Friday, January 18, 2013

Wisdom ala Dr. Seuss

Last night I returned from a 10 day business trip.

I travel now and then for work but usually I am only gone a night or two and the trips are few enough and far enough between.  But this is the first time in over a year that I have been gone for such a long stretch.  Three different trips kind of merged together and turned into a marathon.

Maya's always been a kid whose never had a disproportionate amount of separation anxiety.  Factor in her autism and that is just downright miraculous.  She's always been okay with Leo and I going out in the evening and she does fine at sleepovers.  Considering that for a lot of kids on the spectrum, a one day business trip might put you in meltdown territory, I feel quite fortunate that in this, Maya usually handles the separation okay.  Skype really helps.

Of course, Maya always delights in the presents I bring back.  When I go to a new place, I always add a new snow globe to her collection or bring her cute t-shirts back.  Note:  overpriced touristy t-shirts in adult sizes make for great kids pajamas, and you get a couple of years of wear out of them too.  A much better value for the money than say, pajamas.  In our London office, I am lucky that there is a shopping mall underneath our building so I don't have to go very far to find her something she will love.  There is a great bookstore with a wonderful children's section.

This time Maya asked for sticker books but I still always try to look for simple, learn-to-read books for her in the hopes that one day she will surprise me and read something aloud to me.  She has shown me she knows how to read but it is always a happenstance thing rather than something deliberate.

So while touring around Waterstones Bookstore, I decided, on a couple of sticker books, a couple of sticker packs (I managed to snag up the last Thomas the Train stickers which made her sooooooo happy).  Maya loves Dr. Seuss but what she loves about it, is hearing me read it.

PS, if you want to hear something hilarious, ask Leo or any other non-native English speaker to read a Dr. Seuss book, it's minutes of evil belly laughter.

Maya has quite a lot of Dr Seuss so it is often tough to find one she doesn't already have but this time I was lucky and spotted Oh The Places You Will Go.  I grabbed it up immediately.  I actually had never read this one, so I didn't know what it was about, but for Maya you can't ever go wrong with Dr. Seuss.  I figured, I was in to meet some sneetchers screetching or some animals grazing and gazing.

Like clockwork, last night, Maya asked me to read it, so after she went to her room to bring a dozen or so of her kids (stuffed animals), we were on our way.

What a find!  
You have brains in your head. You have feet in your shoes. You can steer yourself any direction you choose. You're on your own. And you know what you know. And YOU are the one who'll decide where to go...
You'll get mixed up, of course, as you already know. You'll get mixed up with many strange birds as you go. So be sure when you step. Step with care and great tact and remember that Life's a Great Balancing Act. Just never forget to be dexterous and deft. And never mix up your right foot with your left...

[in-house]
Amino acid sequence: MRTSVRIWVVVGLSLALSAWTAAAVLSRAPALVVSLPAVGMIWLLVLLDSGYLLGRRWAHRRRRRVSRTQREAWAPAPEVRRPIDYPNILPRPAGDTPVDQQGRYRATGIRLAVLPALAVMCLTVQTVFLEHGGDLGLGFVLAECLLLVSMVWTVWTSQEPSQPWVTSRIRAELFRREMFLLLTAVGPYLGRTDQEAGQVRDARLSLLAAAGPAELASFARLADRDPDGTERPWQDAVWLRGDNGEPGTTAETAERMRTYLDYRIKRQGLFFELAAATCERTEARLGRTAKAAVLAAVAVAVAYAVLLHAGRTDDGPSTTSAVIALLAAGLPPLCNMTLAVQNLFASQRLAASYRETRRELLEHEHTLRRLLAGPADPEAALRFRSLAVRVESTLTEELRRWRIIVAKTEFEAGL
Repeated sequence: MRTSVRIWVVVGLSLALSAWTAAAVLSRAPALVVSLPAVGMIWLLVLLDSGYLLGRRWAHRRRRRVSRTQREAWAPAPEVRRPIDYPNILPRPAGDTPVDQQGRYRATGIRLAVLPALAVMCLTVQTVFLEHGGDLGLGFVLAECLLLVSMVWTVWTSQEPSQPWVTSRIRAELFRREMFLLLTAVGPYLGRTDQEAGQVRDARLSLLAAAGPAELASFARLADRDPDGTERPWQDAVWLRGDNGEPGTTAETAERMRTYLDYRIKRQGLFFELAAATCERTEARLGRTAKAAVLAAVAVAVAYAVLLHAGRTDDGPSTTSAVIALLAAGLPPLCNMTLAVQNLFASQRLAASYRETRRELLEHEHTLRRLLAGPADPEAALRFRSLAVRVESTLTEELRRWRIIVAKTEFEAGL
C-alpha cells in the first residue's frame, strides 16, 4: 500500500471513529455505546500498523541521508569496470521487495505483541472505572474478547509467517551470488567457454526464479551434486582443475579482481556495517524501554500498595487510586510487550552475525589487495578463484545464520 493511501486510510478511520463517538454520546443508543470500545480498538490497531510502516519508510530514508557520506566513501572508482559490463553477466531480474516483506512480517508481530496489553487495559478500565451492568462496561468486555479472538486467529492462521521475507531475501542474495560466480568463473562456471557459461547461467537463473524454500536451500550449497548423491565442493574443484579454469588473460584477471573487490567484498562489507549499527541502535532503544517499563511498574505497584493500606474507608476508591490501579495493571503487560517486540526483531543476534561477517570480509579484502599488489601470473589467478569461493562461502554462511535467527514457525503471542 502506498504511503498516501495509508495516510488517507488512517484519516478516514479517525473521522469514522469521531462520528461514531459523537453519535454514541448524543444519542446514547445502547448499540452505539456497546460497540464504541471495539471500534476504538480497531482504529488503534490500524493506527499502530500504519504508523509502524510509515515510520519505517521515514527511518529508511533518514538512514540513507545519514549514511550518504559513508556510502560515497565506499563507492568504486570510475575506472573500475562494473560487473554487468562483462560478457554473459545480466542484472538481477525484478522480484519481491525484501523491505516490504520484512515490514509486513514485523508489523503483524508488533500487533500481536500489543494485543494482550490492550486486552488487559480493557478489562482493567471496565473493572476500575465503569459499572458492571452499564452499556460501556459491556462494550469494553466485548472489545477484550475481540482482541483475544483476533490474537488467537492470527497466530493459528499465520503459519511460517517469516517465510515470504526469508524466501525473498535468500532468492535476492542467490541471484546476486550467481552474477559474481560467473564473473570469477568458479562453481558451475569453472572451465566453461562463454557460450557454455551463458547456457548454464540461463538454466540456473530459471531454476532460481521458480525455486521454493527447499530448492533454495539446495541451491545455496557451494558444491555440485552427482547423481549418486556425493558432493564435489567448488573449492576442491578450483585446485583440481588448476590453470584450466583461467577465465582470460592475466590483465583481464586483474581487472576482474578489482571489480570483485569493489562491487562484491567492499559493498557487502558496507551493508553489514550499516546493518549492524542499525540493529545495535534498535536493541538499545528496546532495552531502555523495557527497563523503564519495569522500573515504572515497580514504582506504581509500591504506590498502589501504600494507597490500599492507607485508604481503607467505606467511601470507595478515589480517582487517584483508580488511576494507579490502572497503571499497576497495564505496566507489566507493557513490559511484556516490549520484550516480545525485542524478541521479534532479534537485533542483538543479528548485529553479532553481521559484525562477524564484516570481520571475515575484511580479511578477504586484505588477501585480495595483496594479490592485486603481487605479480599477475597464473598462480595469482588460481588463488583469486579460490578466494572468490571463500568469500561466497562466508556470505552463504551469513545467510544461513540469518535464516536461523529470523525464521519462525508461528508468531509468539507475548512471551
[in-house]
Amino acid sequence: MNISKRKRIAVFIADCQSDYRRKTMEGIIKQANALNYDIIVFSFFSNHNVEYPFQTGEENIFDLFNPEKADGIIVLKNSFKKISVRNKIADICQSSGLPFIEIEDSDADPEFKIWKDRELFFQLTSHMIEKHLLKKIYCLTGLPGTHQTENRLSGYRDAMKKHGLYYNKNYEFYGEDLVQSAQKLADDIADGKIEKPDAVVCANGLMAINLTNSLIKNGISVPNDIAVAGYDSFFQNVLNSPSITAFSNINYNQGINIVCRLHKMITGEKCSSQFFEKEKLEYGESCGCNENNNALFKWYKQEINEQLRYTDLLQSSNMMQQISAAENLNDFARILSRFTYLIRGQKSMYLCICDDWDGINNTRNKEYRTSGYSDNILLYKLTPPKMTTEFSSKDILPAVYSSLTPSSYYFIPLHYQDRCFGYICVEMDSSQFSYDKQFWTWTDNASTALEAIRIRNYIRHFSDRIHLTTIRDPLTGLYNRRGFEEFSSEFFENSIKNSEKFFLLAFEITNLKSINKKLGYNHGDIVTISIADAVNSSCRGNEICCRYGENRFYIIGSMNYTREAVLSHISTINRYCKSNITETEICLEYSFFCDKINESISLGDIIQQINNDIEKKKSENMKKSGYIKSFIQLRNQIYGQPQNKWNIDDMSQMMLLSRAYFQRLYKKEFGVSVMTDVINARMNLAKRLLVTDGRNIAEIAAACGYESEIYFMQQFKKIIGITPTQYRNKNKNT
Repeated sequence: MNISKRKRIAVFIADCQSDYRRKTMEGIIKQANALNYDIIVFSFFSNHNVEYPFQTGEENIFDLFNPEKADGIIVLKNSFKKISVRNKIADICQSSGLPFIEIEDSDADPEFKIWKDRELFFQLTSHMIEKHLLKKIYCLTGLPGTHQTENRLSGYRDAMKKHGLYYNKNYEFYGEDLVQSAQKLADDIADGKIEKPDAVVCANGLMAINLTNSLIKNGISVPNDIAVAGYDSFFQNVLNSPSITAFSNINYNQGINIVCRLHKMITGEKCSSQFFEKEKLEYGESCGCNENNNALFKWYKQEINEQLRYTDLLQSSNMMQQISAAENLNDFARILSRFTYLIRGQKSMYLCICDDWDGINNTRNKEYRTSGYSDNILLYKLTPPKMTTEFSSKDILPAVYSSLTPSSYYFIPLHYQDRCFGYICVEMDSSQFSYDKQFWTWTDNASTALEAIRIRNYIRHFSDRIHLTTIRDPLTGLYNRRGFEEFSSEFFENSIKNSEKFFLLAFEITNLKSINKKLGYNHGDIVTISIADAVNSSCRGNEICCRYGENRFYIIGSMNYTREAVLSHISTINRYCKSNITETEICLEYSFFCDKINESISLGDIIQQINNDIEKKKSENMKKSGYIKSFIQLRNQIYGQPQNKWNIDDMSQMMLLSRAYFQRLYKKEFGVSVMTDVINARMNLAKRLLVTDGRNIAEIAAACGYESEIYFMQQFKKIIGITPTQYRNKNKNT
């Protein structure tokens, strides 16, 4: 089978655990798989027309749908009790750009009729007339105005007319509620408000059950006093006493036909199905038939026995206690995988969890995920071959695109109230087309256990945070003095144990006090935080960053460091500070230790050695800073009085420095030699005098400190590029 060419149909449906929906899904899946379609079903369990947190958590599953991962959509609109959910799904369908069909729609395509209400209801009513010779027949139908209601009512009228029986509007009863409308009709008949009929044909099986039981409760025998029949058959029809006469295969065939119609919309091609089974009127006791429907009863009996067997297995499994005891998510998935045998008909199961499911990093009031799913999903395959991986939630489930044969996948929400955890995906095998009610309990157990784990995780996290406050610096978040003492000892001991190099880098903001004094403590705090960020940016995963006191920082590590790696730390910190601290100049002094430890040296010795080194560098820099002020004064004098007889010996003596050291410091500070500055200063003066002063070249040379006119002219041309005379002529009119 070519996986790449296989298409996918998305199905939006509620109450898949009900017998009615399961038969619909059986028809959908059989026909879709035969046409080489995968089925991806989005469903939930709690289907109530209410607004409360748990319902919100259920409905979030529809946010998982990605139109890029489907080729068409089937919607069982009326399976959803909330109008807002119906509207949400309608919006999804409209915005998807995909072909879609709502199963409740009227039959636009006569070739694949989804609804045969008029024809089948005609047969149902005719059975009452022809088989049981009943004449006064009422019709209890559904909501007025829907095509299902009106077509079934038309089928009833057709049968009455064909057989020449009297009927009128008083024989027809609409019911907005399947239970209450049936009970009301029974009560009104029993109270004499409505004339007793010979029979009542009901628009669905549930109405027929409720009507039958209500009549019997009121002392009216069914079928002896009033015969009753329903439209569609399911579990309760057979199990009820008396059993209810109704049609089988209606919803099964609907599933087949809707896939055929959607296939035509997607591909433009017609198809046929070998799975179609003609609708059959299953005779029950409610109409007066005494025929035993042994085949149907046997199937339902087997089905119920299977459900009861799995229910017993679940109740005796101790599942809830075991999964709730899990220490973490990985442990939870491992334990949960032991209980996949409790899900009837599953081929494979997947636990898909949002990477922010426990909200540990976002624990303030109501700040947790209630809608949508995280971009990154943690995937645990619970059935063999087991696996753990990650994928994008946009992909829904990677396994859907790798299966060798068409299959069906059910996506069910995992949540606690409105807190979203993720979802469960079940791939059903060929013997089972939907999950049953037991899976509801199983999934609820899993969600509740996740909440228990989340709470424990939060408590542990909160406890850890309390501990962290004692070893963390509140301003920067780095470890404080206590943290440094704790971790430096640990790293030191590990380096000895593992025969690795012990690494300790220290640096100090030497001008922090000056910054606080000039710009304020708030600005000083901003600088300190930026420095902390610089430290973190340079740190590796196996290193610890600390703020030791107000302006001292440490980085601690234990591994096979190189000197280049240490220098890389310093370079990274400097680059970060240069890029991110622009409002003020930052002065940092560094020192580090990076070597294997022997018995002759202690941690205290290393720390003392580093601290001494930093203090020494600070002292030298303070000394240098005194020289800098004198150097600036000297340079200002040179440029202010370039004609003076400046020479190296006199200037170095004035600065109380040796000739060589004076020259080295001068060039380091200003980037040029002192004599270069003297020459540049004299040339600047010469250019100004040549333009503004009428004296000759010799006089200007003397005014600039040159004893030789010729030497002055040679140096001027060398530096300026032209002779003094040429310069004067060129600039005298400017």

Out there things can happen, and frequently do, To people as brainy and footsy as you.And when things start to happen, don't worry, don't stew. Just go right along, you'll start happening too! 
So... be your name Buxbaum or Bixby or Bray or Mordecai Ali Van Allen O'Shea, you're off to Great Places! Today is your day! Your mountain is waiting.
So...get on your way

What wisdom, what words, especially written for my girl!

As parents, we worry so much about our kids.  With a special needs kid, that worry factor goes up a thousandfold.  You worry so much about the future, you are so focused on helping your child get as far as he or she can but underneath it all is the worry.  Will they grow up and be okay?  Will they be able to take care of themselves?  Will they have friends, find love, have families?  Will they be happy?

No parent can answer that question for their child, but with a special needs kid you worry that the challenges will close off the opportunities.  Sometimes it is great to have someone like Dr. Seuss to remind us that while some doors  may not be open or we may have to push a lot harder to open them, that even a life with challenges can be one of promise, one of possibility and fulfillment.

As I sat there reading that book with my daughter, I was suddenly reminded that Maya's life is not yet written in stone and that happiness has nothing to do with how far you get in life, how many degrees you have, how big your house is or how popular you are.  It comes from within us, we choose to be happy.  She is happy now, she always chooses happiness for herself.  As long as she can keep doing that and as long as I can keep teaching her that happiness is a choice rather than something which is given, she will be okay, no matter what the outcome.

People go to therapists and pluck down thousands upon thousands of dollars to hear that and maybe understand it.  All they really need is 7.95 Pounds Sterling.

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